Some Thoughts on Love

Posted in Society and Culture by Karthick RM on February 14, 2015

‘Is Love a tender thing?’ asked Romeo. ‘It is too rough, too rude, too boisterous, and it pricks like thorn,’ he concluded.

If someone were to say in contemporary Western society that they were willing to suffer, maybe even die for Love, they would be looked on as a mad person. Yet there exist men and women in Third World societies who defy the primitive cultural diktats of caste, tribe, religion and community, who dare to transgress boundaries, who dare to Love. Some of them succeed. Others are lynched in grotesque rituals that goes by the name of ‘honor killings’. And in their suffering, they become flesh and blood monuments to this thing called Unconditional Love.

I find it hard not to believe that it is easier to find Unconditional Love in restrictive societies than in societies that are excessively permissive. It appears to be easier here in the West to say ‘You know, I slept around with four people on the same day’ than to say ‘This is the one person I want to be with all my life.’ The latter, not the former, is the test of passion. Indeed, the word passion itself has been corrupted in popular parlance to mean some excess of desire. On the contrary, passion, derived from the Latin patere means to embrace suffering. The Passion of the Christ was the man’s willingness to undergo torment for the sake of the object of his Love, universal humanity. The closest thing to Christ in the previous century, Martin Luther King Jr, spoke about how absolute and Unconditional Love alone could guarantee the creation of a human and a humane community. Was not King’s martyrdom yet another sacrifice for the sublime cause of Love?

But to talk about sacrifice is something too much, too dangerous for the liberal. The problem with our liberal society is the moral nihilism that infects it, corrupts it from within. I look at nihilism here not as an urge to destroy all icons, but rather as the lack of firm belief in anything of value, a reluctance for passion, an unwillingness to commit. Sex, to our liberal nihilist, has no deeper value. It is a mere contract for mutual pleasure between two (or more) persons. And with the multicultural baggage, you can have sexual experiments with people of different races and genders and boast to yourself about your supposed transgressiveness, your fling with an exotic person.

And there are these ridiculous ’empirical’ studies of what men like in women and vice versa. Sizes of breasts, noses, penises and vaginas. Women with short or long hair. Clean shaven or bearded men. The skin color that attracts most. It is as if Love is to be reduced to an object on a human body that has no meaning by itself. Down the years, we might also have such enlightening empirical studies on whether the possession of an Apple iPad increases your prospects for sex and if the use of robots for threesomes can save your marriage… This is particularism at its cheapest. You do not desire a person for what they are in their totality (a matter of soul) but for some specific aspect which they have (a matter of body, and other extra fittings). Frank Sinatra in his inimitable style rubbished these fetishes in My Funny Valentine where he sings that though his lover might not have all the perfect bodily features, she is his ‘favorite work of art’, beseeching her not change even a hair, for he loves her as she is.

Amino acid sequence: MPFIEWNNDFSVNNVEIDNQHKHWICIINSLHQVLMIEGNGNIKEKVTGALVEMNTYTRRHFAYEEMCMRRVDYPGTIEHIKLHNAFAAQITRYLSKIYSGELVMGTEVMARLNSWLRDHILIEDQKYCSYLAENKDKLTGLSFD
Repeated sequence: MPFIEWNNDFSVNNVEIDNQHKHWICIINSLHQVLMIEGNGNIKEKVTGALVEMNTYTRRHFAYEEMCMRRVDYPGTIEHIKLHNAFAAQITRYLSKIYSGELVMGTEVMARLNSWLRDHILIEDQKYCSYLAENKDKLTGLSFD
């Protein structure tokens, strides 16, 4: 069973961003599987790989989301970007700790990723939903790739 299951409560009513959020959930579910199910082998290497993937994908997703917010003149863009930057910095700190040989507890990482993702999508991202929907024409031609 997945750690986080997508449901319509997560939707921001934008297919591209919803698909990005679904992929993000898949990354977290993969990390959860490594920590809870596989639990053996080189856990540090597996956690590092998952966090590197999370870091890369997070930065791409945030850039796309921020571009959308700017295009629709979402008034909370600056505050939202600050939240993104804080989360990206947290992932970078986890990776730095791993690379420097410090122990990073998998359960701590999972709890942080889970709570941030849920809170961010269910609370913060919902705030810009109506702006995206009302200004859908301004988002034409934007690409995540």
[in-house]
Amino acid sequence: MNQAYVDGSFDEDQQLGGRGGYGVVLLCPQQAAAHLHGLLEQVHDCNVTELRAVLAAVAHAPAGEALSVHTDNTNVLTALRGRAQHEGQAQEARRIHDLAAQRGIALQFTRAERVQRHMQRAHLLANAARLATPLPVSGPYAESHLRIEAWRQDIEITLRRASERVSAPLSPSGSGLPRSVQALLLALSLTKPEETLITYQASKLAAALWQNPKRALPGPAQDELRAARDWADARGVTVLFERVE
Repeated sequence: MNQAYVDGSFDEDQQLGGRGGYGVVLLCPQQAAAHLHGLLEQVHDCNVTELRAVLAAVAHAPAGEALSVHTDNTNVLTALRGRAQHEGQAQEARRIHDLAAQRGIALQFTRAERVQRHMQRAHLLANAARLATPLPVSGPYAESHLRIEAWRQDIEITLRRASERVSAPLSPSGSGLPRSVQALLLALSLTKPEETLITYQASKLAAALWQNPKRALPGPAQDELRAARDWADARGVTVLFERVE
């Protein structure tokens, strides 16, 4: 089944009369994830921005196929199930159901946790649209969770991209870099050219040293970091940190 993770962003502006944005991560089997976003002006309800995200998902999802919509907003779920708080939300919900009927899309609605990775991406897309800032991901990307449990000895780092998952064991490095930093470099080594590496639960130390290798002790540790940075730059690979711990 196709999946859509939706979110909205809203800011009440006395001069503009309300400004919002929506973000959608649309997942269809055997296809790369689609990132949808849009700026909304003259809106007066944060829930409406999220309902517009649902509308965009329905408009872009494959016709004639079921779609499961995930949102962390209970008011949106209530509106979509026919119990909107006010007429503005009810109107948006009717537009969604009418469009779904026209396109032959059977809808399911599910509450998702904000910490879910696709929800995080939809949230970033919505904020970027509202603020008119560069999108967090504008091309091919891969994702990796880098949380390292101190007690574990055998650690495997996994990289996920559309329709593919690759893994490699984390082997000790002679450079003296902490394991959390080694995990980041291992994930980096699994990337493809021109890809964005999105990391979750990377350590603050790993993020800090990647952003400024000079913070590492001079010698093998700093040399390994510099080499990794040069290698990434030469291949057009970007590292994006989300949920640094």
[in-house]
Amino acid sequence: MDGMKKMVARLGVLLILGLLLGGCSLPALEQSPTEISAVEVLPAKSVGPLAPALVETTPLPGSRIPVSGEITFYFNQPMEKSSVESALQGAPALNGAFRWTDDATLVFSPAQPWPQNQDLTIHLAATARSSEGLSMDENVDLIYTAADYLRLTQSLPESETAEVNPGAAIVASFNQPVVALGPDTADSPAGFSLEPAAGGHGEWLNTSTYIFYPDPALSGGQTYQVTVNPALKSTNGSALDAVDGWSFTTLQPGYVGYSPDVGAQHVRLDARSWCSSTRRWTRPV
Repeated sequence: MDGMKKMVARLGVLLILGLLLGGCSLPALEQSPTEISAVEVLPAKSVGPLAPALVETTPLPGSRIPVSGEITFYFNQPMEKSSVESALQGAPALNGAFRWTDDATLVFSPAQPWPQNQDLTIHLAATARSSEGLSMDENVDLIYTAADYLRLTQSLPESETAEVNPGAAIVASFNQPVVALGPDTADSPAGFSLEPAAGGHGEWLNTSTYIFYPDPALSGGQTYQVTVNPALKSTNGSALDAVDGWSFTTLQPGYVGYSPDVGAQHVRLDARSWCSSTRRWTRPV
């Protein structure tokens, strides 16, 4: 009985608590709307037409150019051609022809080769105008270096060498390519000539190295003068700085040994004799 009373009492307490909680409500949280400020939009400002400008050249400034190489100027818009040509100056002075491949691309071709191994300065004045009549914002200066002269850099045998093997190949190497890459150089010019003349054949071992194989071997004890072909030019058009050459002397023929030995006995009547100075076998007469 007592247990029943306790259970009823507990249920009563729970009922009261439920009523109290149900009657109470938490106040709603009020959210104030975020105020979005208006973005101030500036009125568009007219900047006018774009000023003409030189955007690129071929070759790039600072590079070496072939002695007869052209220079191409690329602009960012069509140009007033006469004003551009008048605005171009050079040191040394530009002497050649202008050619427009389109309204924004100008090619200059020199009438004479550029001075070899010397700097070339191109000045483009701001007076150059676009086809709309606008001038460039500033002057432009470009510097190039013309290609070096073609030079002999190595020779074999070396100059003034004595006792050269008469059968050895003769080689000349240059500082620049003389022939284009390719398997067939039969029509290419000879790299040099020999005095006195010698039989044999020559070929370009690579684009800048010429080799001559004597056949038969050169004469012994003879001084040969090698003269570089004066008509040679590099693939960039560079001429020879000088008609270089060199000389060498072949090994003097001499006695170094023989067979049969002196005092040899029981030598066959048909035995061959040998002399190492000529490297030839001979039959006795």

Is this prioritization of sex over Love not the logical conclusion of the so-called sexual revolution of the swinging 60s? I believe a popular slogan in May 68 Paris was ‘Making revolution is like making love’. After the initial orgasmic outburst of having multiple sexual partners on one hand and putting up fashionable street protests on the other, things just went back to normal in the system. It is as if the activists’ lack of absolute commitment while screwing each other prevented them from being absolutely committed to screwing the system…

This is not an indictment of Western society. Nay, in my opinion, the best accounts of Unconditional Love were produced by Western novelists, poets, dramatists and philosophers. A real life Love story that moved me the most was that of Austrian thinker-cum-activist Andre Gorz and his English wife Dorine. Political students of Sartre and Beauvoir and active participants in May 68 protests, the couple believed in radical freedom. But they also believed that they found radical freedom in their unswerving commitment and fidelity to each other. In his tribute to the Love he had for his wife, a fascinating little book called Letter to D, Gorz writes ‘being passionately in love is a way of resonating with the other, body and soul, and with her or him alone.’

Decades after a life well-lived together, Dorine was diagnosed with a deadly cancer. Not willing to ‘outlive the other’, Andre took his own life on the same day that Dorine passed away. This sort of a relationship might appear as a miracle in our cynical times. But precisely because these are cynical times, it is a miracle worth believing in, one worth fighting for.

Yes, Love is rough and it pricks like thorn. It strikes at your ontological core and mutilates your identity, your sense of Self. It calls for commitment, sacrifice and suffering. It involves a leap of faith into the Other, a willingness to embrace her/him in her totality, in a journey that creates different conjoined individuals of both. It involves seeing the Universality of humanity in the beloved, rather than a fetish for particularities (ooh, I like your hair, I like your skin color etc). The pleasure of such Love is beyond trivial physical releases; It is, as Gorz wrote, ‘a way of giving yourself and calling forth the gift of self from the other person.’

Happy Valentine’s Day to all those who can relate to what I am talking about.

To others, miracles exist.

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